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Recycling Light Bulbs Reduces Exposure to Mercury

Recycling Light Bulbs Reduces Exposure to Mercury

Estimated read time: 2-3 minutes

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John Daley Reporting For the sake of energy-efficiency and decreasing air pollution you hear more and more these days about buying compact fluorescents light bulbs rather than traditional incandescents. Another bright idea to avoid a toxic pollution problem is to recycle the bulbs rather than throw them in the trash.

At the Salt Lake Valley Solid Waste Management Facility, more commonly known as the county landfill, there's a shed devoted to disposal of household hazardous waste. Dorothy Adams with the Salt Lake County Household Hazardous Waste Program says, "The household hazardous waste program collects paints, pesticides, florescent light tubes, batteries, yard care chemicals, everything but explosives and radioactive."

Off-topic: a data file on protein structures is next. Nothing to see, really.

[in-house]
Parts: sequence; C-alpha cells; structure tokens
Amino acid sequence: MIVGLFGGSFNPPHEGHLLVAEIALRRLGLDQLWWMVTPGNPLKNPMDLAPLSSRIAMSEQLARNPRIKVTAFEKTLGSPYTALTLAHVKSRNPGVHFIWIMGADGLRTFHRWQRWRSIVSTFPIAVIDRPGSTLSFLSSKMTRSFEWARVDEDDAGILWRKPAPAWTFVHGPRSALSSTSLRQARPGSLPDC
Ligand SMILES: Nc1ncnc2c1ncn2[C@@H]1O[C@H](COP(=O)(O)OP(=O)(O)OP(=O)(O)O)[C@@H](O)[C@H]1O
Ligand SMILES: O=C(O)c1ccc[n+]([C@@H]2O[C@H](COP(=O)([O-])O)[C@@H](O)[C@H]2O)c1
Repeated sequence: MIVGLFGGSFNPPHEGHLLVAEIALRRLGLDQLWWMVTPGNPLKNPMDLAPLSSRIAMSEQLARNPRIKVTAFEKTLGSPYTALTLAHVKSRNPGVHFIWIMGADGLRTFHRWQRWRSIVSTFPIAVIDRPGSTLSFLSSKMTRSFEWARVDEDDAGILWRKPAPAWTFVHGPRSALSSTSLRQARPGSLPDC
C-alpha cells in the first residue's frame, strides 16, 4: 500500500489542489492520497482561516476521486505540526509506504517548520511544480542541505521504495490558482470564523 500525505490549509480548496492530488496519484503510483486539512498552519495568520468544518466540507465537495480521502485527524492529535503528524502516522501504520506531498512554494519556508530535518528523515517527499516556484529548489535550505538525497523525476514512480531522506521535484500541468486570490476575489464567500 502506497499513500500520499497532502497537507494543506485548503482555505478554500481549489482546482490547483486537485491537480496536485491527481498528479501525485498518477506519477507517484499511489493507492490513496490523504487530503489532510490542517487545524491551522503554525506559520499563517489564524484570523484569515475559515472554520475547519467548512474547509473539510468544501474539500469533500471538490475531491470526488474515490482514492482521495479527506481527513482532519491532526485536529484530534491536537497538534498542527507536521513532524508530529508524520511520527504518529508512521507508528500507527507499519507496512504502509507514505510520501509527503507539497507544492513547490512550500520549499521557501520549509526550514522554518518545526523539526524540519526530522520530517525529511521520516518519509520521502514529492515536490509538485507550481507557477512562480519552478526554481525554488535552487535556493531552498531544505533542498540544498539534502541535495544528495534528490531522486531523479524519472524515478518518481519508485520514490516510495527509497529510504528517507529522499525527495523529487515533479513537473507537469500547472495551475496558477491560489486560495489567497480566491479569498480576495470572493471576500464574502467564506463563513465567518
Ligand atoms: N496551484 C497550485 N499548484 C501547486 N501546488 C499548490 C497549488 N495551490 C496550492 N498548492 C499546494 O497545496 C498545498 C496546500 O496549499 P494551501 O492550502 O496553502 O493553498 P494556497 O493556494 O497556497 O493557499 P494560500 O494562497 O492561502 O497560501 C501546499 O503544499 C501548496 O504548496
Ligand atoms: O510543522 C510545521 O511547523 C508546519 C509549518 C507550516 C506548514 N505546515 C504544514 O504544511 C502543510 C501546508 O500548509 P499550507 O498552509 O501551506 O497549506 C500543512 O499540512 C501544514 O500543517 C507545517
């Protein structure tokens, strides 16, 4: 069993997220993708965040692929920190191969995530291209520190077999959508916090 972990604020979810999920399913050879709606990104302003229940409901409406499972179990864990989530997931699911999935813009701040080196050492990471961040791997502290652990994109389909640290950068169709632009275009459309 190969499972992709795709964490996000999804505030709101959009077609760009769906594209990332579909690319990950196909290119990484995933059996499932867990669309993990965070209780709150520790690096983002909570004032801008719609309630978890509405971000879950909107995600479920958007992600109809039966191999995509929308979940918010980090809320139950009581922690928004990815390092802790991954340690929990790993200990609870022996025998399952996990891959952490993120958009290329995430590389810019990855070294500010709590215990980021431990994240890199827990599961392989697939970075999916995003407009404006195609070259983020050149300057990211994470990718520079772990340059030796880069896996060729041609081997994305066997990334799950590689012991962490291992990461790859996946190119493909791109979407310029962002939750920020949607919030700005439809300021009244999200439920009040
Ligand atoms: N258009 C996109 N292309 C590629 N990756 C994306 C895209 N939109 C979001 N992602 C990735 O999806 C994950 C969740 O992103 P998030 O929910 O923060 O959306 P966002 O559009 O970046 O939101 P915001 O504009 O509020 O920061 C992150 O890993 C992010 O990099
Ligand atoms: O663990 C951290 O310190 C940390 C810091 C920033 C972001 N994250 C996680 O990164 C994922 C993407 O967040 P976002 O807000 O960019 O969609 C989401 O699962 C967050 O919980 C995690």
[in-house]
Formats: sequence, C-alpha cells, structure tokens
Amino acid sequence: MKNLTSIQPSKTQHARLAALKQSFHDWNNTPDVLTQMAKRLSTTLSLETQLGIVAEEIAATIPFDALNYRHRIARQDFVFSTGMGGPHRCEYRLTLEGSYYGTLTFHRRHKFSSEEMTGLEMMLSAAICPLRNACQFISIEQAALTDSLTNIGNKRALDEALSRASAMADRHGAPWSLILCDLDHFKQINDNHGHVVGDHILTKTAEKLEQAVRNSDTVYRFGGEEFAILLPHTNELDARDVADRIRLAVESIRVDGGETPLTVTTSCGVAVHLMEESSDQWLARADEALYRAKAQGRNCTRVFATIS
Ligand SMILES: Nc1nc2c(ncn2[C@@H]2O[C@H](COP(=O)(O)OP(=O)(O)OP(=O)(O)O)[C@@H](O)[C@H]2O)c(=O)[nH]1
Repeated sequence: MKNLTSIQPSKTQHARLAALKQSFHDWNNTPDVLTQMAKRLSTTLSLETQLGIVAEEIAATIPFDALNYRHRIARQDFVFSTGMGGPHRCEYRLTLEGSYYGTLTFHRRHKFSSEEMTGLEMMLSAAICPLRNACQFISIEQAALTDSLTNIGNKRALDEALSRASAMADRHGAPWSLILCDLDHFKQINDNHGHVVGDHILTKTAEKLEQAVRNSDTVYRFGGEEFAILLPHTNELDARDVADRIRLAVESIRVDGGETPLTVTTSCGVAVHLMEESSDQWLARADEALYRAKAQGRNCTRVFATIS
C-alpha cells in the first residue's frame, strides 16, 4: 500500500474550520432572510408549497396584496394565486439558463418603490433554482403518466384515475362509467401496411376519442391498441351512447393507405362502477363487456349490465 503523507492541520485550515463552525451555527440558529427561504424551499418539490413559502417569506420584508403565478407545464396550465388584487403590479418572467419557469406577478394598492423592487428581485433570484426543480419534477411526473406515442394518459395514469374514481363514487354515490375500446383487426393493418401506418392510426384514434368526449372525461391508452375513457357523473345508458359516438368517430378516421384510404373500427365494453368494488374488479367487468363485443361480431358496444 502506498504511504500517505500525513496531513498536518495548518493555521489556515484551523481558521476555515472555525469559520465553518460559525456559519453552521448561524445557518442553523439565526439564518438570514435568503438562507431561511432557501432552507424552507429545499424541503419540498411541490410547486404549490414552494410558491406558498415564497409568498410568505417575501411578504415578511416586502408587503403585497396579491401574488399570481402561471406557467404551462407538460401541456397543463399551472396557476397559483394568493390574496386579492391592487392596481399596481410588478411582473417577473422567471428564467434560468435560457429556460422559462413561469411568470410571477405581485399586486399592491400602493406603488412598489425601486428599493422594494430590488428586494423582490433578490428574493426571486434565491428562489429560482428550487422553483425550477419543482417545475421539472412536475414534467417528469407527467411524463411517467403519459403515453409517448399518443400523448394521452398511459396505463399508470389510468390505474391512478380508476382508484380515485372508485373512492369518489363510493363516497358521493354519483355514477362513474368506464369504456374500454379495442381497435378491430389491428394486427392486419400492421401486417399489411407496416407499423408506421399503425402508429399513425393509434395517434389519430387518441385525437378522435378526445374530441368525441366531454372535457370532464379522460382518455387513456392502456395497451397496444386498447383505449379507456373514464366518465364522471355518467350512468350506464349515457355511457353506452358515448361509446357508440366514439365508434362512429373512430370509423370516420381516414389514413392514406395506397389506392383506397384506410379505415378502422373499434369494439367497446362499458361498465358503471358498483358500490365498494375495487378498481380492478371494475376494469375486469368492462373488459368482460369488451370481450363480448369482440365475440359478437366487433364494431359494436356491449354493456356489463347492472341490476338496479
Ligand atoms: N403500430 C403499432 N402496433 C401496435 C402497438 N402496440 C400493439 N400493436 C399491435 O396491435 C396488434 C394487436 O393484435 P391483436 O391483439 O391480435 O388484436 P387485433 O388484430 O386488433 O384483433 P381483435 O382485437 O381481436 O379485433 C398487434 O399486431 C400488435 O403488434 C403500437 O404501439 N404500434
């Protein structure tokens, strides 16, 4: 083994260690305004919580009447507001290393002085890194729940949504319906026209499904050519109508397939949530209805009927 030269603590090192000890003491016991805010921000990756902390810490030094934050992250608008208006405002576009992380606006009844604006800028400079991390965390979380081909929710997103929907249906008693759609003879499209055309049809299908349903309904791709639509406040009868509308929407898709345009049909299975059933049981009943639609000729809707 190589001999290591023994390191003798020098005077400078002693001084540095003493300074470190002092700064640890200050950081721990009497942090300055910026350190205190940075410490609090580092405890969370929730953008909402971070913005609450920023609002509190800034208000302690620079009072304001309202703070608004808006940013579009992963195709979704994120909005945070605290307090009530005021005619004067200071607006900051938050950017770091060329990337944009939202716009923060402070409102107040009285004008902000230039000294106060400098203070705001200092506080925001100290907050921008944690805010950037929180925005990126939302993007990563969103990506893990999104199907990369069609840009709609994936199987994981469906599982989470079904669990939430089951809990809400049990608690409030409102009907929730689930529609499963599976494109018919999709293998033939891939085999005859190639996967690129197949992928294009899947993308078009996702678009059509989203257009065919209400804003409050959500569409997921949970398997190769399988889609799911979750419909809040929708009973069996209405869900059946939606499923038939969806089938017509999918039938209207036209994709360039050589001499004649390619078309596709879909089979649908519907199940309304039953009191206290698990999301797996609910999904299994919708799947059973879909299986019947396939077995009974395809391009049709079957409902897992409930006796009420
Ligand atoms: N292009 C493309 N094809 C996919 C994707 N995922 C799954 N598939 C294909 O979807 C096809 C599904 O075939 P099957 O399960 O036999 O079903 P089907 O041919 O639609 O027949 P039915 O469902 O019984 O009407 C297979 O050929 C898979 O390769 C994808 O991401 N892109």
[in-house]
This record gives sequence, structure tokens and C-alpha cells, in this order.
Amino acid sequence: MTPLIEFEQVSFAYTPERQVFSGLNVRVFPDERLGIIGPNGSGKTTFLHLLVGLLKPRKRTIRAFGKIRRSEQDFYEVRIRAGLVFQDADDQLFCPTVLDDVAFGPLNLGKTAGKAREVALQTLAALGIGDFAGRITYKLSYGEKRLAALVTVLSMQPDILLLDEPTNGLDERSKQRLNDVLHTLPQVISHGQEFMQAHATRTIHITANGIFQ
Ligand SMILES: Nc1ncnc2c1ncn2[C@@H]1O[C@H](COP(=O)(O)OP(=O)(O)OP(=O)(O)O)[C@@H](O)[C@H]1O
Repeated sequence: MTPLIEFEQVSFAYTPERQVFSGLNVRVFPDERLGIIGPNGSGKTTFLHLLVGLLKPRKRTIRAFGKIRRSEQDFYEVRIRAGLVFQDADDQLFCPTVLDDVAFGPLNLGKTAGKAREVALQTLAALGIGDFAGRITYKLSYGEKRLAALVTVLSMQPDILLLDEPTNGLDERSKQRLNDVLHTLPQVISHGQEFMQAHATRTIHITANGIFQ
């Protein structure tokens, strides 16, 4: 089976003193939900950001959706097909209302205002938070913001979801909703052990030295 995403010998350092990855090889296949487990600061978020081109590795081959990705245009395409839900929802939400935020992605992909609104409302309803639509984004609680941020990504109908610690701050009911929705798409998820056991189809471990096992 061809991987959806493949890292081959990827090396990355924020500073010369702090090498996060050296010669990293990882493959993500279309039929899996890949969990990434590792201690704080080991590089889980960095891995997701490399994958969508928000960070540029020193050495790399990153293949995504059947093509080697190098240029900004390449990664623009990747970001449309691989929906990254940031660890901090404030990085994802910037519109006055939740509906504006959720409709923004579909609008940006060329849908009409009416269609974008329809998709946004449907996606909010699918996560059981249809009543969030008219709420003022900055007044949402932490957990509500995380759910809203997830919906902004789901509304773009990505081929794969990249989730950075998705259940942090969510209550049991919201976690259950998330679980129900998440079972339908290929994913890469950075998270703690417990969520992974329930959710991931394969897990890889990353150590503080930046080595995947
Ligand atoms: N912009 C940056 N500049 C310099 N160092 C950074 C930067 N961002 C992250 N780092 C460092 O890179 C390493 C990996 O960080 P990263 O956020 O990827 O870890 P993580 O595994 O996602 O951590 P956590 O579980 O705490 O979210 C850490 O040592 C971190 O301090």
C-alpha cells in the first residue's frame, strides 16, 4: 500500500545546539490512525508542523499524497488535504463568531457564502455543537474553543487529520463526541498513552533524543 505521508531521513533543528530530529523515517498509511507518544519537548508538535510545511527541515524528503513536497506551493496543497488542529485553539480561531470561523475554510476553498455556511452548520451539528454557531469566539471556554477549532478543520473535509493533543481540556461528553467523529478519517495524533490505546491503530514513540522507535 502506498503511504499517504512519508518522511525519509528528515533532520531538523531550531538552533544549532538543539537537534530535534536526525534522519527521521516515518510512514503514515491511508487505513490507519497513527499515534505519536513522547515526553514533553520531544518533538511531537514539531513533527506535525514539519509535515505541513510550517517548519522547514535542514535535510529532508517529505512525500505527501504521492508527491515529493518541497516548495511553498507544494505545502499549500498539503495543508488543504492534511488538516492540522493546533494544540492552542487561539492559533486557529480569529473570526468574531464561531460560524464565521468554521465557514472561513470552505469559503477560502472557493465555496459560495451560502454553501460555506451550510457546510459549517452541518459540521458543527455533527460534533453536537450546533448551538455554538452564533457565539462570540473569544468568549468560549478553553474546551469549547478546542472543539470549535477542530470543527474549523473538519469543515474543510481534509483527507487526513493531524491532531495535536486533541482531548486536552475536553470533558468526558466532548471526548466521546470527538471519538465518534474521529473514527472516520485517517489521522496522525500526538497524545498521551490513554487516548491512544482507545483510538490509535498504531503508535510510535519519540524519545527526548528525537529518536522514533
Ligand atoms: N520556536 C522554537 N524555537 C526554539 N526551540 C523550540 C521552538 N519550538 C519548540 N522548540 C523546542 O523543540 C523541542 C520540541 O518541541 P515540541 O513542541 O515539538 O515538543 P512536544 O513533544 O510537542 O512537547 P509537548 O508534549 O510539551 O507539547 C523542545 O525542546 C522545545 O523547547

Recycling Light Bulbs Reduces Exposure to Mercury

You might be surprised to learn that they also accept light bulbs including the super energy-efficient, increasingly popular compact fluorescents.

Household Hazardous Waste Facility Manager Doug Sims says, "I don't think we're getting nearly as many as are being disposed of. I think most are going in the trash or something like that."

By some estimates, with the likes of Wal-Mart urging its customers to buy them, there are perhaps 700 million being sold a year, but only a small fraction are recycled. They are a hazard because they contain a small amount of mercury, which is toxic and can enter the food chain and cause damage to our brain, spinal cord, kidneys and liver.

Recycling Light Bulbs Reduces Exposure to Mercury

Adams explains, as she points to a light bulb, "The mercury is actually in here, but when you break it, it explodes and it aerosolizes, so you can inhale it. And obviously mercury is very easily absorbed, so you're not going to have an enormously high exposure to mercury, but the cumulative effect could be bad. Plus, putting it in the landfill. It'll potentially end up in the landfill."

For that reason, public health agencies plan to step up recycling efforts. In the coming weeks, look for a new drop-off program to be set up with bins at libraries all across Salt Lake County. The likely start date for that new compact florescent recycling program is July 1. Salt Lake City's main downtown library may become one of the drop-off spots.

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